The “planning ahead” award, though, goes to Wolfsburg. They sold De Bruyne a day before the deadline and then wasted no time in using that money to snatch Julian Draxler out from under Juventus’s nose for a cool €36 million, in addition to adding Dante from Bayern Munich. The other side of this coin is Everton, who refused to cash in on Stones because he was one of only two senior center backs on the roster. The rumored £34 million Chelsea were prepared to spend would’ve been huge for the club, but Everton never got it because they couldn’t figure out how to replace a 21-year-old defender.
Whether buying or selling, don’t be forced into bad decisions by not being prepared. Always have a contingency plan.
Don’t: Leave Things Until the Last Minute if You Can’t Operate Electronic Mail
In what has to be the most ridiculous and expensive email-formatting story of all time, Manchester United and Real Madrid are currently fighting over why their David De Gea transfer failed. Some brief backstory: It’s basically a foregone conclusion that De Gea is going to end up at Real Madrid. He’s Spanish, he wants to go home, and he’s entering into the last year of his contract after refusing to sign an extension last summer. Eventually United and Madrid agreed on a fee on Monday, reported to be just shy of £30 million, along with a related deal to send Real Madrid keeper Keylor Navas the other way.
Farce is not a strong enough word to describe what happened next. Somebody somewhere did something that caused the (electronic) paperwork to snag and prevented the deal from being completed before Spain’s midnight deadline. Madrid claimed that United sent the necessary documents in the wrong format and that they couldn’t open them. United claimed they did everything correctly and totally on time. Yet, a day later, a deal that both United and Madrid wanted to go through, agreed on, and submitted, somehow didn’t happen.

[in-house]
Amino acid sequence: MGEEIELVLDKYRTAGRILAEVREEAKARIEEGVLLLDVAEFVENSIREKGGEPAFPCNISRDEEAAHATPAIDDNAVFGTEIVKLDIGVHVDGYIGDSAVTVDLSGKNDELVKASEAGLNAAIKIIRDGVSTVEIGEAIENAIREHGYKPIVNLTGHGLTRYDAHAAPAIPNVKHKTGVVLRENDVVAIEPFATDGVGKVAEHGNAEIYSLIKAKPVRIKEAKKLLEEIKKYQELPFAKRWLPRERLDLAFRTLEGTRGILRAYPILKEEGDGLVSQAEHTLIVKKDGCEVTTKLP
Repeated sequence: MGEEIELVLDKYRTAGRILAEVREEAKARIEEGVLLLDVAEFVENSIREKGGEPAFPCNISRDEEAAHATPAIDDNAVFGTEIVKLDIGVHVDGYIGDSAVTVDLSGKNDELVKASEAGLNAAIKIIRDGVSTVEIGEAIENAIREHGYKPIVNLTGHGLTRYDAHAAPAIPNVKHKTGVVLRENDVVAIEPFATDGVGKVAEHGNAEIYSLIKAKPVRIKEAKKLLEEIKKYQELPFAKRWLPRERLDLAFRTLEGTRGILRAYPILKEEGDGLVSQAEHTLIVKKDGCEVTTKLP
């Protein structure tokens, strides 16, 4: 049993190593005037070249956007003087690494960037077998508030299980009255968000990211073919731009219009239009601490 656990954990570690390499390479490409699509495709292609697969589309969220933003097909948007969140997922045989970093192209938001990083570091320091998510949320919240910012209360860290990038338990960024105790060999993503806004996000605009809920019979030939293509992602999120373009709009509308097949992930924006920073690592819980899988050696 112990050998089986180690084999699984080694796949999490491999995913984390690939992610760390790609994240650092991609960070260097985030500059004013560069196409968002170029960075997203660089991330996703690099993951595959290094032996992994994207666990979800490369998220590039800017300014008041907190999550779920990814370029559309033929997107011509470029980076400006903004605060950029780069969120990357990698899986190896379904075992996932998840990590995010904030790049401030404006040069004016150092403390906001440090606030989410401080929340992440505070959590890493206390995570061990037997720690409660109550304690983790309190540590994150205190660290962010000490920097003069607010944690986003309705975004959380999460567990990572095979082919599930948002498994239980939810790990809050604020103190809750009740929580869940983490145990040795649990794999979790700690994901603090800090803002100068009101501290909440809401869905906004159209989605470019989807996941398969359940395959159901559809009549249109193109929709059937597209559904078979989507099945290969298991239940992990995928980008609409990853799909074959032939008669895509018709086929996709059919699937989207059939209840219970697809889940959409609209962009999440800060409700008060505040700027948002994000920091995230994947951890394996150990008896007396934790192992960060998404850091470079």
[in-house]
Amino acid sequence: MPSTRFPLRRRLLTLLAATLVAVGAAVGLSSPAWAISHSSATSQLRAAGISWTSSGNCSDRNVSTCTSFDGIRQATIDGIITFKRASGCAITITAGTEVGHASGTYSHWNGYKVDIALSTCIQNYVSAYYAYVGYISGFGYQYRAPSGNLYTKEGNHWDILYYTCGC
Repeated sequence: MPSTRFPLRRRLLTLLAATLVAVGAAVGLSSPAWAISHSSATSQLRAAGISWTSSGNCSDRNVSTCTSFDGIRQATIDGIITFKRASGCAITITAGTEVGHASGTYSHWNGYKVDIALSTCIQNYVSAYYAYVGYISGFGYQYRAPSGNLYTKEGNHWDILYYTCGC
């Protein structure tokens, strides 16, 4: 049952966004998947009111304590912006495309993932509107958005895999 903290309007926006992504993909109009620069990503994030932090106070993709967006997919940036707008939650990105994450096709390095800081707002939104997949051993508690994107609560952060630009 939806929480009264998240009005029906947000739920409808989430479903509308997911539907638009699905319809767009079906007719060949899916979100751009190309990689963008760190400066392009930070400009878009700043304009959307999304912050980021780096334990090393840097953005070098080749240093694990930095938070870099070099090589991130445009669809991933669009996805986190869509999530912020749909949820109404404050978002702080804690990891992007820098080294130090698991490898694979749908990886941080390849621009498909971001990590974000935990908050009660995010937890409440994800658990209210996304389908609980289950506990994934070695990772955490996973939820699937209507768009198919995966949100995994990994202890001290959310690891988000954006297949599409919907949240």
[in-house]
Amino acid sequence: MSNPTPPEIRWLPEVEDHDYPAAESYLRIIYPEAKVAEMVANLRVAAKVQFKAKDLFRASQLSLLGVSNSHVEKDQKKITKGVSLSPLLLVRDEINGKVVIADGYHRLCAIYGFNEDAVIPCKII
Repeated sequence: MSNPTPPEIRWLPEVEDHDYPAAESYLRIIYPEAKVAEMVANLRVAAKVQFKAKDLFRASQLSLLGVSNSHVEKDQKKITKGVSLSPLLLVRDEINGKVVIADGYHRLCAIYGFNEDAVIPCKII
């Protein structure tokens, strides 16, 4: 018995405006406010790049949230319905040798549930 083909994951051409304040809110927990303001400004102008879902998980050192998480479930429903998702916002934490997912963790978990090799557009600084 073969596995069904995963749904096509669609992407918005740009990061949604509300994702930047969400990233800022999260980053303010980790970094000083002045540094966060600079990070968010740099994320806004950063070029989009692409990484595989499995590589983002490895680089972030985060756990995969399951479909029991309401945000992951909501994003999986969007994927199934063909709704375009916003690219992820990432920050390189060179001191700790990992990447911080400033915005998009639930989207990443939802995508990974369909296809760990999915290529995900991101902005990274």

This deal, though, never really made sense for Real Madrid. Even if they don’t get De Gea now, they’ll get him for free in a year when his contract runs out. For De Gea, it’s better to move now so as to avoid an awkward limbo year in Manchester after which everyone knows he’s leaving. Plus, there’s even the chance that Louis van Gaal will decide to freeze him out and not play him (as he’s done over the first four weeks of the season).
However, De Gea’s agent is Jorge “the most powerful man in football” Mendes. Guess what? The Anthony Martial deal is rumored to have been brokered by Mendes. And Mendes is also especially involved with Real Madrid, as he represents Cristiano Ronaldo and James Rodríguez and was instrumental in helping the team move another client, Ángel Di María, to United last summer.
So, if you didn’t want to accept computing incompetence as the reason for the deal falling through, you could envision a situation in which Mendes — in his usual role of power broker — gets Martial to United, but to soften the price tag for Manchester, he agrees to push the De Gea to Madrid deal through (which also helps his client). Except, the deal doesn’t make sense for Madrid, but they don’t want to upset Mendes, so they see it toward the finish line and then suddenly blame United and some faulty documents for the deal falling through.
Whatever the explanation, Woodward and United now won’t be getting any money for their star keeper. It’s a fitting end to a window that started with smart deals and competent decision-making and descended into outright slapstick comedy by the time the clock struck midnight.